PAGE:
UNF Board of Trustees hears student sentiment on alcohol policy

Alan Vargas

The UNF Board of Trustees heard from UNF President David Szymanski on his first 90 days and the direction of the University. The board also heard from Student Body President Jenna DuPilka and voted on various measures during a long and busy day.

Student Body President Jenna DuPilka presented the results of the special Osprey Voice to the Academic and Student Affairs Committee. The committee members listened intently to her presentation. After she finished, two of the trustees asked questions. First, trustee Hans Tanzler asked if certain events, like tailgates or Oktoberfest, might be approved to sell alcohol. DuPilka clarified that the policy specifically states that no alcohol is allowed in parking lots and no alcohol is allowed at any student events.

Next, trustee Annie Eagan asked, “why do you think only 14.8% of the student body responded?” DuPilka explained that UNF is a commuter school which makes it difficult to gather a large sample of the population. To her point, 14.8 percent is pretty high for UNF. The Student Campus Life Survey is sent to all UNF students each year and last year, only 930 students, or 5 percent, responded.  Even the Student Government Spring election only had 1,649 votes counted.

The committee also heard public remarks from students who felt compelled to speak out against the ban.

“Students have not stopped drinking. They are just drinking off campus where they are at times unsafe, unmonitored and unprotected from medical amnesty like they are on campus.” John Aloszka, SG Chief of Staff, said. “I know we want to live in a world where students don’t come in contact with things like alcohol, but that is not real life. College should prepare us for real life.”

Student Body Vice President Maria Bermudez also offered her thoughts to the committee and referenced a Harvard study.

“Student events containing alcohol such as concerts, Oktoberfest and graduations are the best avenue to impart positive drinking to college students. By eliminating the exemplification of safe drinking, many students are only exposed to drinking in situation like bars, nightclubs and fraternity parties, all of which are all associated with binge drinking,” Bermudez said. “I ask that the University take this opportunity to address serious social issues such as binge drinking, alcohol abuse and sexual assault through carefully developed policy, regulation and educational efforts.”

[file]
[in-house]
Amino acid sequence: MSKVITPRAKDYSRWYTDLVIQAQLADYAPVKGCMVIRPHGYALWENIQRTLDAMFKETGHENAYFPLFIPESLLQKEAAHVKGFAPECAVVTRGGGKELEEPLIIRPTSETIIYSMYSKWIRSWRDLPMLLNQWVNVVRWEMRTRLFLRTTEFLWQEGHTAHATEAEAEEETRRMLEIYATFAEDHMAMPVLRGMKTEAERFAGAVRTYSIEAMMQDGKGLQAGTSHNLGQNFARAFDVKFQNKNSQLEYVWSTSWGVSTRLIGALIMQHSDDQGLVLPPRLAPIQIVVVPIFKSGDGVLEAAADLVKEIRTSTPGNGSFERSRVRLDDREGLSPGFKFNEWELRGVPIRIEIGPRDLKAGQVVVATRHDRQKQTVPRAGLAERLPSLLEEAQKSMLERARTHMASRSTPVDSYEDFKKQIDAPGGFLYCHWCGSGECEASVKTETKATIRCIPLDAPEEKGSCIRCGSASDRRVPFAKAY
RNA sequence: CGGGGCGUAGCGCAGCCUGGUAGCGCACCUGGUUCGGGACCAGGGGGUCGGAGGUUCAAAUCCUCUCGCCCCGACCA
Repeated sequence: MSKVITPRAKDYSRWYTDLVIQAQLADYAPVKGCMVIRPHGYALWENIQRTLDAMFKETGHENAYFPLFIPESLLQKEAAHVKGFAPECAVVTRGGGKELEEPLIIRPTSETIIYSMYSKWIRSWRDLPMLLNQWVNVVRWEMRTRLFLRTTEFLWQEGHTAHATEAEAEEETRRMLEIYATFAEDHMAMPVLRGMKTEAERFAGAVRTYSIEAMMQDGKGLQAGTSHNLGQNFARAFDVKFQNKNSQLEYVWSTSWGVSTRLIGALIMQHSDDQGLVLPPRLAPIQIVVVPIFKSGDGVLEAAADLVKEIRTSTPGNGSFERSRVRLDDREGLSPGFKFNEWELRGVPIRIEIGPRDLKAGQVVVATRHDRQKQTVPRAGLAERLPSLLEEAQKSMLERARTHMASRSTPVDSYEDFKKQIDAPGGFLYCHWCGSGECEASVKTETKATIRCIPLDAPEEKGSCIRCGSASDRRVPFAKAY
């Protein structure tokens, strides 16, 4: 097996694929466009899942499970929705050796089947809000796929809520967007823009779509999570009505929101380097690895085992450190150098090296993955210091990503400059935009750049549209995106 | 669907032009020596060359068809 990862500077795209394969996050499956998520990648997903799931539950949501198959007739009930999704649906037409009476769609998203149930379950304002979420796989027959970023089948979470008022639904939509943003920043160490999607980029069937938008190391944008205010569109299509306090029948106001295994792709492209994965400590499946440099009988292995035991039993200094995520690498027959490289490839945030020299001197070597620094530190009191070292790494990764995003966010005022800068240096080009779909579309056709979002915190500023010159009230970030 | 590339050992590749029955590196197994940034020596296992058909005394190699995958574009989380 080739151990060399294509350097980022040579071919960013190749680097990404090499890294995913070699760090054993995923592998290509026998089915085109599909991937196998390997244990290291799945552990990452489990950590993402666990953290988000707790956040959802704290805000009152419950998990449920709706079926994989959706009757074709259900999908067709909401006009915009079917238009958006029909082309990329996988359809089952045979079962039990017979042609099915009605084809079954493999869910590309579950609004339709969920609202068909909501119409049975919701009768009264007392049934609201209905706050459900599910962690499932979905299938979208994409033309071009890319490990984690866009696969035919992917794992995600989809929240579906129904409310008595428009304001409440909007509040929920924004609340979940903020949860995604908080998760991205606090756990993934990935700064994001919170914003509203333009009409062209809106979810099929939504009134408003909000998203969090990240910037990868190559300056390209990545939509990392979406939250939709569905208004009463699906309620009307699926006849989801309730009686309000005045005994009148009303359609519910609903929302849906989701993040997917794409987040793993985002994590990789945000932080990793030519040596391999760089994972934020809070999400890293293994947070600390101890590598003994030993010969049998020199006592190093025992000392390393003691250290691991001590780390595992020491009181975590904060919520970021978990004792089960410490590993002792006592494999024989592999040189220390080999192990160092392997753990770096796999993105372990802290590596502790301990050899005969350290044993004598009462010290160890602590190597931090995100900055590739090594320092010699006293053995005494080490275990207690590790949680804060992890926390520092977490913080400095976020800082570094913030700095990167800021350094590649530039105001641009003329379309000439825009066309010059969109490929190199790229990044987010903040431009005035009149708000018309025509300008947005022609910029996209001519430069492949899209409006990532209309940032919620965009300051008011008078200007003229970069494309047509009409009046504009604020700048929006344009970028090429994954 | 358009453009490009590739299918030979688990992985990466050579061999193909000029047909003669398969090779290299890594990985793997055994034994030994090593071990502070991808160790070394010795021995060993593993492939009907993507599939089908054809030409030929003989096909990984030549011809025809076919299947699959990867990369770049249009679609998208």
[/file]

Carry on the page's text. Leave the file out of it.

The committee also heard from interim-Provost Pamela Chally. She presented the committee with a number of reports, including the reorganization of the International and Student Affairs department which is now reporting under the Academic Affairs department. As well as updates to the counseling center, which should offer students more timely help.

The committee also heard from Rachel Winter, the University Conduct Officer, who shared the potential changes to the University Student Code of Conduct. These changes were researched and discussed for over two years prior to this vote. Some of the changes are updates to language but more substantive changes were also made. The updated code was approved unanimously.

Szymanski presented his State of the University. According to Szymanski, his decisions to eliminate Papa John’s and the Confucius Institute from campus, ban alcohol from student events, approve the Faculty Association’s anti-bullying policy and requiring that employees report Title IX violations are in the spirit of integrity, respect and safety.

“Student well-being is what we’re all about,” Szymanski began as he detailed the direction he plans to take the University.

A beautiful campus, a strong community reputation and sound financials were the positives that he inherited when he took over as University President in June. He also discussed trimming down the size of the University by eliminating three Vice-President positions.

“We are lean now, but we are well poised with the people we have now,” Szymanski said. “These are people you want to go to battle with.”

Vice Presidents of Human Resources, International and Student Affairs and the President’s Chief of Staff, were not retained for the 2017 – 2018 school year. According to Szymanski, the net savings of these reductions is $750,000. This cost cutting is part of an effort to affect ‘the metrics,” which are arguably Szymanki’s biggest problem.

The State University System of Florida’s ‘Performance Based Funding Model’ or ‘the metrics’ was approved by the Board of Governors in 2014. There are a total of 10 metrics that “evaluate Florida institutions on a range of issues” such as bachelor graduates making more than $25k, the median wages of bachelor graduates employed full-time a year after graduation, the net tuition & fees per 120 hours and the four-year graduation rates, to name a few.

The Board of Governors has created a point system where each university can earn up to ten points per metric based on their performance. Each university contributes a portion of their institutional budget, which is allocated by the Florida State Legislature, into a pot that is then divided among the top eight schools. The bottom three schools and any school who doesn’t get at least 50 points doesn’t get any of the institutional funds that they contributed back. Last year, UNF came in dead last and received no performance funding. Arguments that certain metrics are biased towards larger universities have been made since the metrics were established.

“We will win at the metrics,” Szymanski said. “We will be a 10 on each metric. We will be Uniquely UNF”

The board’s Governance committee also ratified the recently completed collective bargaining agreement, which approved raises for UNF faculty.

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